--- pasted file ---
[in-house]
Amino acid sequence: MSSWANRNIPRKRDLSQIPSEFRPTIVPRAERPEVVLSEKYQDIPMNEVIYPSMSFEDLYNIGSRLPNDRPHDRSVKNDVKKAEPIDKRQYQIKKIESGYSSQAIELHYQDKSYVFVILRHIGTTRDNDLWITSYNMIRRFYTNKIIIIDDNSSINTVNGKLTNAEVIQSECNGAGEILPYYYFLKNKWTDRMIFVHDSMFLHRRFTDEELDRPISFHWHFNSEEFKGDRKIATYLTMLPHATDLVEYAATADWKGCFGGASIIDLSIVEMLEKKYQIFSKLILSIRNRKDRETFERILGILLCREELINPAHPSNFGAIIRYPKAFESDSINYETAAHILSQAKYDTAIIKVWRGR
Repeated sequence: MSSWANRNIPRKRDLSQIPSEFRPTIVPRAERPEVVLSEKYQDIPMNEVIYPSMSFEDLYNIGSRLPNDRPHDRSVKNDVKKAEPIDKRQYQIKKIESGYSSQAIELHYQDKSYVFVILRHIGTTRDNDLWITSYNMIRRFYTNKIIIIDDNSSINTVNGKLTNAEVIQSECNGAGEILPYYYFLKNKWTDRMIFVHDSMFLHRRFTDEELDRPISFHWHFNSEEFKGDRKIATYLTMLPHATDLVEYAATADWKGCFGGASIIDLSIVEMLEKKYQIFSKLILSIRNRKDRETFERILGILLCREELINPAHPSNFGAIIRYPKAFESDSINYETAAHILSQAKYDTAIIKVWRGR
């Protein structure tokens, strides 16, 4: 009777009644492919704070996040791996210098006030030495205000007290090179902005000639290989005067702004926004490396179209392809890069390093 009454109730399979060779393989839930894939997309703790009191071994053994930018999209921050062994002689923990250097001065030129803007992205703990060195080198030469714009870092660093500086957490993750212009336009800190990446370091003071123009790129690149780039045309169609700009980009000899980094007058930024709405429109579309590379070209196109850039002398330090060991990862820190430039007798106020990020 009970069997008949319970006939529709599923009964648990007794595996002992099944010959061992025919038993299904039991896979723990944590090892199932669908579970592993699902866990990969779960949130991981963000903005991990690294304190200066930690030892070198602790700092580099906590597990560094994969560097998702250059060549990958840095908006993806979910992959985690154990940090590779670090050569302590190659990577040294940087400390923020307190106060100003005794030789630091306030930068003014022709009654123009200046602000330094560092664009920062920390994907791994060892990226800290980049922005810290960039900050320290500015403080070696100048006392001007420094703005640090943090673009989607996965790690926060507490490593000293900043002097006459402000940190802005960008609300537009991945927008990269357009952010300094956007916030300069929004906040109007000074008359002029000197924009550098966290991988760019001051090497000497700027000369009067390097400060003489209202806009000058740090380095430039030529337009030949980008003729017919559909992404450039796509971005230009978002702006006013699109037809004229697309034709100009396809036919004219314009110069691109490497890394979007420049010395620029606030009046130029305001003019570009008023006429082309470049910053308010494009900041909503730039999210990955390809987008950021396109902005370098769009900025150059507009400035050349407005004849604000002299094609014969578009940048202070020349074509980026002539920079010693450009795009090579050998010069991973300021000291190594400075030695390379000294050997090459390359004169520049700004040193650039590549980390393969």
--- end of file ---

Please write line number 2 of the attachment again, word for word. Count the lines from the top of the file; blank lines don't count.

Amino acid sequence: MSSWANRNIPRKRDLSQIPSEFRPTIVPRAERPEVVLSEKYQDIPMNEVIYPSMSFEDLYNIGSRLPNDRPHDRSVKNDVKKAEPIDKRQYQIKKIESGYSSQAIELHYQDKSYVFVILRHIGTTRDNDLWITSYNMIRRFYTNKIIIIDDNSSINTVNGKLTNAEVIQSECNGAGEILPYYYFLKNKWTDRMIFVHDSMFLHRRFTDEELDRPISFHWHFNSEEFKGDRKIATYLTMLPHATDLVEYAATADWKGCFGGASIIDLSIVEMLEKKYQIFSKLILSIRNRKDRETFERILGILLCREELINPAHPSNFGAIIRYPKAFESDSINYETAAHILSQAKYDTAIIKVWRGR